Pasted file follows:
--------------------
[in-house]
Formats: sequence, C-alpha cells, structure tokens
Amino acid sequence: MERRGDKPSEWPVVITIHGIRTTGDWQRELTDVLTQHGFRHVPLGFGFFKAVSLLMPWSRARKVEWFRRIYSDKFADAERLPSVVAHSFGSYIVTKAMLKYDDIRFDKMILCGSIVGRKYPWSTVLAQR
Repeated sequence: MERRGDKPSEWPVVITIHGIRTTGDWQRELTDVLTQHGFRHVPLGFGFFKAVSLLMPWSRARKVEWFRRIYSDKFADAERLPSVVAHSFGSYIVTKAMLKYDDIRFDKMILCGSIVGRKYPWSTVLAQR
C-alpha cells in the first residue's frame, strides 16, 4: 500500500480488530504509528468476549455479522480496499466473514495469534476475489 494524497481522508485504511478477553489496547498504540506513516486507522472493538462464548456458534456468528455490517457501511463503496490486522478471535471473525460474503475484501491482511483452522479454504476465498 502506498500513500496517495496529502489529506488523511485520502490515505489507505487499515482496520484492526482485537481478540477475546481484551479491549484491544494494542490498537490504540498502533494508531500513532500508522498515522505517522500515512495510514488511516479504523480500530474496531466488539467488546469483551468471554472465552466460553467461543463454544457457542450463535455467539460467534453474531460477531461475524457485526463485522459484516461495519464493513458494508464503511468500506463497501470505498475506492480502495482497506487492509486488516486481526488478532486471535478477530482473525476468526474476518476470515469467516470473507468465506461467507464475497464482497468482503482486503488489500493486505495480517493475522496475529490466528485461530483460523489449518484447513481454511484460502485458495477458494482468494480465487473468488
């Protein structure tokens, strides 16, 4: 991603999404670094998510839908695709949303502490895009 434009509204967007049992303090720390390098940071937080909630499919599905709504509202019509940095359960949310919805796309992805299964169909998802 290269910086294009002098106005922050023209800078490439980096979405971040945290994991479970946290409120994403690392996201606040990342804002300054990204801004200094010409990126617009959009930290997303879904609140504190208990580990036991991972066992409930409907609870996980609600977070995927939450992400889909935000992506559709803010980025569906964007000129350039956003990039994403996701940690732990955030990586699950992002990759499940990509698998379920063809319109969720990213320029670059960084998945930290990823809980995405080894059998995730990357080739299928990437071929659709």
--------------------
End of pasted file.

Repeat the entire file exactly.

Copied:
[in-house]
Formats: sequence, C-alpha cells, structure tokens
Amino acid sequence: MERRGDKPSEWPVVITIHGIRTTGDWQRELTDVLTQHGFRHVPLGFGFFKAVSLLMPWSRARKVEWFRRIYSDKFADAERLPSVVAHSFGSYIVTKAMLKYDDIRFDKMILCGSIVGRKYPWSTVLAQR
Repeated sequence: MERRGDKPSEWPVVITIHGIRTTGDWQRELTDVLTQHGFRHVPLGFGFFKAVSLLMPWSRARKVEWFRRIYSDKFADAERLPSVVAHSFGSYIVTKAMLKYDDIRFDKMILCGSIVGRKYPWSTVLAQR
C-alpha cells in the first residue's frame, strides 16, 4: 500500500480488530504509528468476549455479522480496499466473514495469534476475489 494524497481522508485504511478477553489496547498504540506513516486507522472493538462464548456458534456468528455490517457501511463503496490486522478471535471473525460474503475484501491482511483452522479454504476465498 502506498500513500496517495496529502489529506488523511485520502490515505489507505487499515482496520484492526482485537481478540477475546481484551479491549484491544494494542490498537490504540498502533494508531500513532500508522498515522505517522500515512495510514488511516479504523480500530474496531466488539467488546469483551468471554472465552466460553467461543463454544457457542450463535455467539460467534453474531460477531461475524457485526463485522459484516461495519464493513458494508464503511468500506463497501470505498475506492480502495482497506487492509486488516486481526488478532486471535478477530482473525476468526474476518476470515469467516470473507468465506461467507464475497464482497468482503482486503488489500493486505495480517493475522496475529490466528485461530483460523489449518484447513481454511484460502485458495477458494482468494480465487473468488
């Protein structure tokens, strides 16, 4: 991603999404670094998510839908695709949303502490895009 434009509204967007049992303090720390390098940071937080909630499919599905709504509202019509940095359960949310919805796309992805299964169909998802 290269910086294009002098106005922050023209800078490439980096979405971040945290994991479970946290409120994403690392996201606040990342804002300054990204801004200094010409990126617009959009930290997303879904609140504190208990580990036991991972066992409930409907609870996980609600977070995927939450992400889909935000992506559709803010980025569906964007000129350039956003990039994403996701940690732990955030990586699950992002990759499940990509698998379920063809319109969720990213320029670059960084998945930290990823809980995405080894059998995730990357080739299928990437071929659709």